Hindsight: the ability to understand an event or situation only after it has happened. Is risk management still too reactive and driven by hindsight only in many organizations today? Too often excuses are made for the failure to fully implement and support a robust and effective enterprise approach to managing risk. A light on the hill is needed to describe the desired future state and gain board and management support for the necessary investment and change program. This article seeks to highlight how firms or organizations can aspire to, and look for, greatness in establishing embedded Enterprise Risk Management practices.
Jim Collins, American author, and business consultant, best known for his book Good to Great stated that “Greatness is not a function of circumstance. Greatness, it turns out, is largely a matter of conscious choice and discipline.” Success in enterprise risk management is likewise driven by choice and discipline. Unfortunately for many firms and organizations, this greatness eludes them. In others, even getting to good can seem an insurmountable hurdle. Risk management initiatives and investments are frequently only committed when something goes wrong.
Board members, Chief Executives Officers, Chief Risk Officers, risk managers, and other business leaders should frequently talk about the positive features and attributes in the management of risk they aspire to. Achieving a sustained state of embedded enterprise risk management practices (an ‘ERM approach’) enables organizations to survive and thrive in the short-, medium-, and longer-term
1. Board & Executive Ownership
It all starts at the top. An organization’s efforts to develop and implement an ERM approach, promote the benefits of sound risk management, and strive to establish a proactive risk culture will fail without clear direction and leadership from the board. At every juncture, the board and executive team need to be demonstrating an unswerving
commitment to the management of risk. This is not necessarily being risk-averse – more ensuring that risk-taking is transparently assessed, measured, and understood. The most diligent and well-meaning Chief Risk Officer needs the mandate, endorsement, and ongoing support of the board and members of the executive team.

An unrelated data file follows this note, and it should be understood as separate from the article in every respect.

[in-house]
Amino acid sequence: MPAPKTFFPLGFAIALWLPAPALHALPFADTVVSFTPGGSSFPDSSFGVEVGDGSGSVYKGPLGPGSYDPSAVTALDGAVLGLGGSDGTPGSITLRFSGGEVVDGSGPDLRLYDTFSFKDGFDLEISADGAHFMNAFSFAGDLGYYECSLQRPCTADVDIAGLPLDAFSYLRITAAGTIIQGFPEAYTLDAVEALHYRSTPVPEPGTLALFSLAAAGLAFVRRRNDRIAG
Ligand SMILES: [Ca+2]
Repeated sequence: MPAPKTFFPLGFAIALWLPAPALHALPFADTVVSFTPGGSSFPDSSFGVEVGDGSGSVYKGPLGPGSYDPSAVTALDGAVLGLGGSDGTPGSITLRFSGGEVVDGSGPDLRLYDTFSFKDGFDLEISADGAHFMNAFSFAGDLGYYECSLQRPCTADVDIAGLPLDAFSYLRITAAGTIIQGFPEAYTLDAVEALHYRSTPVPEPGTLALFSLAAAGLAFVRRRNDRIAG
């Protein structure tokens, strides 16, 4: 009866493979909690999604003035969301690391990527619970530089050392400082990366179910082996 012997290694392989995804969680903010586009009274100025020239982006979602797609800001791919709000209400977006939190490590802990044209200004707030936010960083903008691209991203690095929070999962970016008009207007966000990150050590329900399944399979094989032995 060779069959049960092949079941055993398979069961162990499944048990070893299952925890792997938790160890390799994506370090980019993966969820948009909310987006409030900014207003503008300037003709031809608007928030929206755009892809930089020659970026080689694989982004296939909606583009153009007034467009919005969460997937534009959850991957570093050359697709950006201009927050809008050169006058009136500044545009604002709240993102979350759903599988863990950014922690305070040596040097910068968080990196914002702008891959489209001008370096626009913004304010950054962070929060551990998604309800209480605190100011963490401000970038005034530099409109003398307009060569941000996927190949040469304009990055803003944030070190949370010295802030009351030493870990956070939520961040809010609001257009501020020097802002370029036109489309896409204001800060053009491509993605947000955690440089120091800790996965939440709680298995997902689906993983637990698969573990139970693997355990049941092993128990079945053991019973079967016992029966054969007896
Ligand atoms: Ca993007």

The board also needs to carefully design the governance of risk across the firm or organization. Whilst the board will delegate key risk management activities, duties, and responsibilities under its delegations’ framework, it will always remain responsible for risk management. High-performing organizations will regularly review the governance of risk management. This will include the board or its risk management subcommittee regularly seeking objective and independent assessments on its own effectiveness – i.e. how well it is doing its job.
Directors need to devote sufficient time at board and committee meetings to understanding the business’ risk profile, challenging management on risk assessments, positively supporting good risk outcomes, and seeking to help the organization understand what went wrong (when it invariably does). A well-designed and implemented ERM approach will in turn engage the board and executive team members and support the achievement of the desired risk outcomes.
For smaller organizations without a Chief Risk Officer, the board and executives will identify who the most senior risk manager is in the organizations and regularly engage with them. They know that a once-a-year discussion with this senior risk manager does not cut it.
2. Clear Governance, Frameworks, and Objectives
Solid foundations must be in place for any approach to risk management to be effective. A fit-for-purpose and up-to-date suite of enterprise risk management framework documentation is essential. The governance and frameworks should be well understood by all key stakeholders – board or risk management committee members, the executive leadership team, and key business owners.